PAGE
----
Bold eCommerce Predictions

Drew Sanocki, a 3-time show regular, is back  to have an open discussion about where we believe the world of eCommerce is headed. Drew has been involved in eCommerce since 2003 when he created his company, DesignPublic.com. Since then, he has created and ran several companies including Mineral.io and Empire Growth Group.

This week, based on our prior experience, Drew and I will make educated predictions about the future of eCommerce. We will cover topics ranging from taxes and drop shipping to the fate of suburban malls. If you own an eCommerce business or plan to create one,  you do not want to miss this show!

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Here’s What You’ll Learn

  • 7 bold predictions about the future of eCommerce.
  • Why if an online sales tax law is passed, a federalized sales tax would be better than a state.
  • How the hollowing out of eCommerce could affect your business.
  • Rakuten vs Amazon, who is the better online marketplace?
  • How you can prepare and profit from the future implosion of the suburban mall.
  • The exciting future of personalized home and product pages.

What Was Mentioned

This Week’s Winner

Congratulations to Jemima Jacques of VanityMirror.co for winning this week’s eCommerceFuel shout out!

Want to Be Featured on the Show?

Reach out to us with your questions or feedback for the show, and submit any first sale announcements or other progress achievements!

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4 Comments

  1. Good podcast, lots of stuff I’ve always wondered about.

    Regarding the malls closing, I think it will be really interesting to see how they reuse the space. They may not close, but turn into bigger and better places.

    The best example I’ve ever seen is in Syracuse, New York. They have/had one huge underused part of the mall. The result, REALLY cool outdoors stores took over.

    One wing has ONLY marital arts schools. Another wing has a huge skateboard area with ramps and what not. Another has a huge gymnastics area. Its the coolest mail I’ve ever been too. I personally believe kids will return to the mail, but they will return for organized activities.

    Good pod bra!

    1. Thanks, Scott! It WILL be really interesting to see if/how they’ll end up using all that space. Lots of fun, creative things you could do with it – hopefully it won’t just sit vacant.

  2. Hello and thanks for the mention.
    Just so there’s no confusion, my name is Joseph Carrabis. You can get most of the scoop on me on LinkedIn (https://www.linkedin.com/profile/view?id=112718). The book is Reading Virtual Minds V1: Science and History (http://tinyurl.com/amazonrvmv1). Interested listeners/readers can pre-order V2: Experience and Expectation in NextStage’s KnowledgeShop (http://knowledgeshop.nextstagevolution.com/rvmv2taa.cfm).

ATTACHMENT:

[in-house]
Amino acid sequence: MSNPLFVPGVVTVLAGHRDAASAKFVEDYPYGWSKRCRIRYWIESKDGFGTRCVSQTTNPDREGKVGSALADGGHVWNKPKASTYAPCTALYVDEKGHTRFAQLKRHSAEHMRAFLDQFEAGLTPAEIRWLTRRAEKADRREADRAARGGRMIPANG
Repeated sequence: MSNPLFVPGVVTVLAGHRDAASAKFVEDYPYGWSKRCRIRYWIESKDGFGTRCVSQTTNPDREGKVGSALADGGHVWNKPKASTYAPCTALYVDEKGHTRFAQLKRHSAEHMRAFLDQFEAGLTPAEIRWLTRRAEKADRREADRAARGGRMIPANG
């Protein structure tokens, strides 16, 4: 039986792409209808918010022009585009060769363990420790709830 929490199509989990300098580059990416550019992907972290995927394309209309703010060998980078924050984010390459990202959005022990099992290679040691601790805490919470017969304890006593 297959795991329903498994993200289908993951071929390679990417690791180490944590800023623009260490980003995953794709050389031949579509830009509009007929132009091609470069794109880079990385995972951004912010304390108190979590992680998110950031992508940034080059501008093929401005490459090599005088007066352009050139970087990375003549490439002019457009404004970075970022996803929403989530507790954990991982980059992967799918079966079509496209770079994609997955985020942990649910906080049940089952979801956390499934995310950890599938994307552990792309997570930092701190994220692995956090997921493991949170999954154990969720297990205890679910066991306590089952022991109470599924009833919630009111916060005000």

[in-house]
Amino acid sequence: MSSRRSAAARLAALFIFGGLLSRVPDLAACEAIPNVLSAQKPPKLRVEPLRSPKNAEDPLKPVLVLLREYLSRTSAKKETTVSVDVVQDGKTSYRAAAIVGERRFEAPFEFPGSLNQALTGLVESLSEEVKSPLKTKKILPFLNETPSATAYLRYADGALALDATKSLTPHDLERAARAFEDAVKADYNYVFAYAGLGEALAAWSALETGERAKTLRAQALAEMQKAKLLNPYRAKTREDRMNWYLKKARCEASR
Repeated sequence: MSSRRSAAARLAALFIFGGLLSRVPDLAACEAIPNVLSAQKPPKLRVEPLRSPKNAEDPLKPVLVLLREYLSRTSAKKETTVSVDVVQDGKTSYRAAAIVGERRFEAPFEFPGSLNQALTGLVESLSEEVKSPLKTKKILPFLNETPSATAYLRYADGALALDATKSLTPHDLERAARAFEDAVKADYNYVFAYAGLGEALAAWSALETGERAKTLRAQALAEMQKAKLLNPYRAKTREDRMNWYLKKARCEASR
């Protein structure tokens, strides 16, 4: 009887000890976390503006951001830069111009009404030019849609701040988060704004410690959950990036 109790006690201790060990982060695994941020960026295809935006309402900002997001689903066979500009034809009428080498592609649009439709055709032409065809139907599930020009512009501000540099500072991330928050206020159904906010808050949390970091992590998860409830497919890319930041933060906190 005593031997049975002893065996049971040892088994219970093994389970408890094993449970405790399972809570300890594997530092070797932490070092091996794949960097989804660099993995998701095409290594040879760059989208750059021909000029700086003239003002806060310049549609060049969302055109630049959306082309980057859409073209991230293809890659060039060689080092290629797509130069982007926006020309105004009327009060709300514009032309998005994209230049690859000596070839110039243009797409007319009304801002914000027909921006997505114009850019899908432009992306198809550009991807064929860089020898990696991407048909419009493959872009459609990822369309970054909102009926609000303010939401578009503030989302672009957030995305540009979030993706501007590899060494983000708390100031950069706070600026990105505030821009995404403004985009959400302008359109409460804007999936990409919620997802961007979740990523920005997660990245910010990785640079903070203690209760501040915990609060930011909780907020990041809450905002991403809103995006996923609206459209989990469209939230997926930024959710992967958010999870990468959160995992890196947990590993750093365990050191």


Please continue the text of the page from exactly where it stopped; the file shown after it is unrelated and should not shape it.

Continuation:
I’d consider myself a researcher rather than sociologist.

    The tool you’re mentioning is our Evolution Technology (ET). We currently have four patents on ET and there are more in the queue. ET is considered both base and disruptive. One use is monitoring online behaviors and in doing so, ET does use transient cookies to store things like pagename, sitename and so on.

    However, ET neither uses permanent cookies nor gathers any personal identifying information whatsoever.

    ET has been independently validated to 98% accuracy determining visitor age and gender while they’re navigating a site. Its ability to identify individuals across websites is due to its ability to recognize an individual’s thought patterns — what we call neuroprints, like fingerprints of the mind — when an individual is on different properties. This ability comes from most people being able to fake just about anything except how they think. How an individual makes decisions, shows interest, demonstrates attention, etc., is the same (at a neural level) regardless of what site they’re navigating or what device they’re using. Again, this is covered in V1: Science and History.

    The “job” example you mention is also covered in V1: Science and History. It took about 30 seconds to determine that visitor’s job based only on how they interacted with our site. We don’t have a “jobs” page per se. ET pops up a request that you contact us if it determines you’d get along well here and we have an opening that matches your abilities. It asks no questions, there are no forms to fill out.

    Mouse movements comprise about 10-15% of how ET makes its determinations. Its accuracy drops to 83% if the visitor bounces and it works on most commonly used digital platforms (desktops to mobiles, etc).

    Our company is NextStage Evolution (http://www.nextstagevolution.com). We’ve been in business since 2001. ET currently gathers and tracks online behavior in over 100 countries. Companies often come to us to 1) create custom tools for their use based on ET, 2) to advise them on entering new markets or cultural marketing based on our extensive cultural behavioral database, 3) because we’re lots of fun to work with, …

    Hope that helps and again, thanks for mentioning us.

    Joseph